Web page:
Cheryl St.John: Where I Get My Ideas

cheryl_stjohn_logo.jpgAny writer can tell you that the most frequently asked question they hear is, “Where do you get your ideas?” Writers get their ideas the same as everyone else does. Ideas just come to us. The difference is that writers learn to brainstorm and embellish on the original idea until it’s a plausible idea for a book.


I used to reply with a quip, such as one of these:

“I subscribe to Idea Monthly.”
“I close myself in a dark closet, chant a mantra, and don’t come out until a complete story has come to me.”
“I remember everything everyone tells me and I use it.”
“Little green men come to me and night and whisper plots in my ear.”

“There’s a warehouse on the outskirts of Tulsa….”


The problem with answering like that is that—people take me seriously!
story-creation-beginningMany of my ideas come from hearing a song, watching a movie, reading a book, or from my research. Something will catch my attention, and I’ll think “what if”? Then I play with the notion until I turn it into a story.

From the original concept, I develop the characters first. Exactly what kind of person will fit this role or this scene or this setting? Then I create the other lead character with built in conflict and an opposing goal. I start a binder. The members of my RWA chapter who saw my binder at our retreat have started calling it The Binder of Wonder. Okay, I confess to being a tad obsessive about things now and then.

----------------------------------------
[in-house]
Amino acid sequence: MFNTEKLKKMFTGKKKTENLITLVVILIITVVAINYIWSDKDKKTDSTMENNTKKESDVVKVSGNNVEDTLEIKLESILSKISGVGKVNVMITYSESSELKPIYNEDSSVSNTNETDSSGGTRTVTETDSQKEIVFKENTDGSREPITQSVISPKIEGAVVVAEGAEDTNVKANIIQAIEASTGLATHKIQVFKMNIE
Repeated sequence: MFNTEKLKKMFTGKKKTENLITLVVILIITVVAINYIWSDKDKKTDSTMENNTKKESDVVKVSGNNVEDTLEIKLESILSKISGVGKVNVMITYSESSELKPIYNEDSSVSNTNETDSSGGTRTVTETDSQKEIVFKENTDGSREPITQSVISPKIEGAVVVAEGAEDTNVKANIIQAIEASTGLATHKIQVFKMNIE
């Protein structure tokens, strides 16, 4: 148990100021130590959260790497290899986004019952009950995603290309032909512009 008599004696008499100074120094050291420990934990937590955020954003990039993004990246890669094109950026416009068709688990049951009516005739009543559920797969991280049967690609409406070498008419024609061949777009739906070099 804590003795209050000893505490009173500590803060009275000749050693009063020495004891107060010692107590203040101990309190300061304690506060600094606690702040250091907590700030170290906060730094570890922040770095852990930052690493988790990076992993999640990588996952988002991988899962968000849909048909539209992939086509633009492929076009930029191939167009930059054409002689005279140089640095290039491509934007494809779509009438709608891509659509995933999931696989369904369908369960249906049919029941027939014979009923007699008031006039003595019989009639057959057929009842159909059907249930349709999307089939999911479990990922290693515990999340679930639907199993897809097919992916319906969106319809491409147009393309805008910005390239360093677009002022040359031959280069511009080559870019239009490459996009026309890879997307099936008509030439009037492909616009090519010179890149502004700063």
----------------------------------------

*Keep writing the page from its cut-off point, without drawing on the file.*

Top one is the binder at the beginning of the process—one page of notes only

Second one is my current binder on my desk

Third one is my desk with the story in progress spread all over – can you find Hugh?


Each book gets its own three-ring binder. Into the binder goes a character grid I’ve created by combining other charts into one that works for me, and a character fact sheet, which isn’t about physical appearance at all, but lists of words that describe them and mostly information about their past. Then as I go along I add dividers to separate the material I collect: Research on their occupation or a locale, names I will use, a map, society and etiquette, a brainstormed list of 25 Things That Could Happen, photos of people who resemble my characters. My current hero is Hugh Jackman, but his photo isn’t inside the binder; it’s over my desk. Duh.